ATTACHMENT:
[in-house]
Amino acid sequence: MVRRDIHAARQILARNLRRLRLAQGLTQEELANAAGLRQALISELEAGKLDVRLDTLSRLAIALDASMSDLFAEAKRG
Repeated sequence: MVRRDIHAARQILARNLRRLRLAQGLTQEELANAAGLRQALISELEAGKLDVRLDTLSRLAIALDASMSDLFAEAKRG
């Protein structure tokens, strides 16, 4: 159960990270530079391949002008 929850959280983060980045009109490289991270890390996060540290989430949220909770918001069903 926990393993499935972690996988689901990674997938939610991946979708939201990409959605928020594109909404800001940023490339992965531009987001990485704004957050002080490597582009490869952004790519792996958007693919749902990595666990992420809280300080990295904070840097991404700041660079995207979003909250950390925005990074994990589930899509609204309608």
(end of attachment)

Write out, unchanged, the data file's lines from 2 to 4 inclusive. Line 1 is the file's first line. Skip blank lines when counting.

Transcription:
Amino acid sequence: MVRRDIHAARQILARNLRRLRLAQGLTQEELANAAGLRQALISELEAGKLDVRLDTLSRLAIALDASMSDLFAEAKRG
Repeated sequence: MVRRDIHAARQILARNLRRLRLAQGLTQEELANAAGLRQALISELEAGKLDVRLDTLSRLAIALDASMSDLFAEAKRG
């Protein structure tokens, strides 16, 4: 159960990270530079391949002008 929850959280983060980045009109490289991270890390996060540290989430949220909770918001069903 926990393993499935972690996988689901990674997938939610991946979708939201990409959605928020594109909404800001940023490339992965531009987001990485704004957050002080490597582009490869952004790519792996958007693919749902990595666990992420809280300080990295904070840097991404700041660079995207979003909250950390925005990074994990589930899509609204309608």